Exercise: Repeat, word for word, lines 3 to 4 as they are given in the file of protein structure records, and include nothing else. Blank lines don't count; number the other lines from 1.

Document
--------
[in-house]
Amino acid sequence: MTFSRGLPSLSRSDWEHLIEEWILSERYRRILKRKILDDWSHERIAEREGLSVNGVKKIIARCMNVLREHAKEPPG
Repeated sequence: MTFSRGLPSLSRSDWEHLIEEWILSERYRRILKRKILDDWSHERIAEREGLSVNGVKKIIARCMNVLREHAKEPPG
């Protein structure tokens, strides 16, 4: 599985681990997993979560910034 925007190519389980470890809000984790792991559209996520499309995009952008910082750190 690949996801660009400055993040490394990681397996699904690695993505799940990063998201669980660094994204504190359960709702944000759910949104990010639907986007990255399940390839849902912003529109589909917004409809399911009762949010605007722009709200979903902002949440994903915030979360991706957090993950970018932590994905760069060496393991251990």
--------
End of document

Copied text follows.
Repeated sequence: MTFSRGLPSLSRSDWEHLIEEWILSERYRRILKRKILDDWSHERIAEREGLSVNGVKKIIARCMNVLREHAKEPPG
């Protein structure tokens, strides 16, 4: 599985681990997993979560910034 925007190519389980470890809000984790792991559209996520499309995009952008910082750190 690949996801660009400055993040490394990681397996699904690695993505799940990063998201669980660094994204504190359960709702944000759910949104990010639907986007990255399940390839849902912003529109589909917004409809399911009762949010605007722009709200979903902002949440994903915030979360991706957090993950970018932590994905760069060496393991251990």